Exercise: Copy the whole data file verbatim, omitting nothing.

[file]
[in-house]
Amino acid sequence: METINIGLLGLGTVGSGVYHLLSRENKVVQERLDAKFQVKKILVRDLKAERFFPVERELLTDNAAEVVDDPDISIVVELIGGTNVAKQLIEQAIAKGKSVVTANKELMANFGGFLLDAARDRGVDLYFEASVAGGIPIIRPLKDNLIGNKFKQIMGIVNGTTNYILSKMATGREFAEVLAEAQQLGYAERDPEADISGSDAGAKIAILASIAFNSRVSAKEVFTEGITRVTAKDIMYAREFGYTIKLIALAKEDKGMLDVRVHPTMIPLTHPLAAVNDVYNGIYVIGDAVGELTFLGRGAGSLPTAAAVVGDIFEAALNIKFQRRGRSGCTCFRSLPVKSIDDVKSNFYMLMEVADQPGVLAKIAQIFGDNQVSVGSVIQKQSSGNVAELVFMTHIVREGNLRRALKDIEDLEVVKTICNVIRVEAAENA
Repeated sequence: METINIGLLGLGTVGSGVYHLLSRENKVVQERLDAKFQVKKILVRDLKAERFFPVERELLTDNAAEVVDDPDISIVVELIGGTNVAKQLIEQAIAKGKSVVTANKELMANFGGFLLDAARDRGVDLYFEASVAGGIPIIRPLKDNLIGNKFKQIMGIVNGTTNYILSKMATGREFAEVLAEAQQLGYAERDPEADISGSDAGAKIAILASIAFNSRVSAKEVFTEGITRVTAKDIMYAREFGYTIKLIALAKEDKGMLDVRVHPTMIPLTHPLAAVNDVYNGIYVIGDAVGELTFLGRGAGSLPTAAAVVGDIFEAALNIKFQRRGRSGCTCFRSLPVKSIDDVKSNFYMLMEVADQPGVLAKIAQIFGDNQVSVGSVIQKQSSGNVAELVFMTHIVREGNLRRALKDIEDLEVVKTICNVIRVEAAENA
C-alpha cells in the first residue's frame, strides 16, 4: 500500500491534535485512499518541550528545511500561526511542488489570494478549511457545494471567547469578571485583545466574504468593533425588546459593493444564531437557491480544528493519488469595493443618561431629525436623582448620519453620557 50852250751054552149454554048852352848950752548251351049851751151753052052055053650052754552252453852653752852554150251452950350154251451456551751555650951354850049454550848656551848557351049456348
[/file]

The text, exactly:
[in-house]
Amino acid sequence: METINIGLLGLGTVGSGVYHLLSRENKVVQERLDAKFQVKKILVRDLKAERFFPVERELLTDNAAEVVDDPDISIVVELIGGTNVAKQLIEQAIAKGKSVVTANKELMANFGGFLLDAARDRGVDLYFEASVAGGIPIIRPLKDNLIGNKFKQIMGIVNGTTNYILSKMATGREFAEVLAEAQQLGYAERDPEADISGSDAGAKIAILASIAFNSRVSAKEVFTEGITRVTAKDIMYAREFGYTIKLIALAKEDKGMLDVRVHPTMIPLTHPLAAVNDVYNGIYVIGDAVGELTFLGRGAGSLPTAAAVVGDIFEAALNIKFQRRGRSGCTCFRSLPVKSIDDVKSNFYMLMEVADQPGVLAKIAQIFGDNQVSVGSVIQKQSSGNVAELVFMTHIVREGNLRRALKDIEDLEVVKTICNVIRVEAAENA
Repeated sequence: METINIGLLGLGTVGSGVYHLLSRENKVVQERLDAKFQVKKILVRDLKAERFFPVERELLTDNAAEVVDDPDISIVVELIGGTNVAKQLIEQAIAKGKSVVTANKELMANFGGFLLDAARDRGVDLYFEASVAGGIPIIRPLKDNLIGNKFKQIMGIVNGTTNYILSKMATGREFAEVLAEAQQLGYAERDPEADISGSDAGAKIAILASIAFNSRVSAKEVFTEGITRVTAKDIMYAREFGYTIKLIALAKEDKGMLDVRVHPTMIPLTHPLAAVNDVYNGIYVIGDAVGELTFLGRGAGSLPTAAAVVGDIFEAALNIKFQRRGRSGCTCFRSLPVKSIDDVKSNFYMLMEVADQPGVLAKIAQIFGDNQVSVGSVIQKQSSGNVAELVFMTHIVREGNLRRALKDIEDLEVVKTICNVIRVEAAENA
C-alpha cells in the first residue's frame, strides 16, 4: 500500500491534535485512499518541550528545511500561526511542488489570494478549511457545494471567547469578571485583545466574504468593533425588546459593493444564531437557491480544528493519488469595493443618561431629525436623582448620519453620557 50852250751054552149454554048852352848950752548251351049851751151753052052055053650052754552252453852653752852554150251452950350154251451456551751555650951354850049454550848656551848557351049456348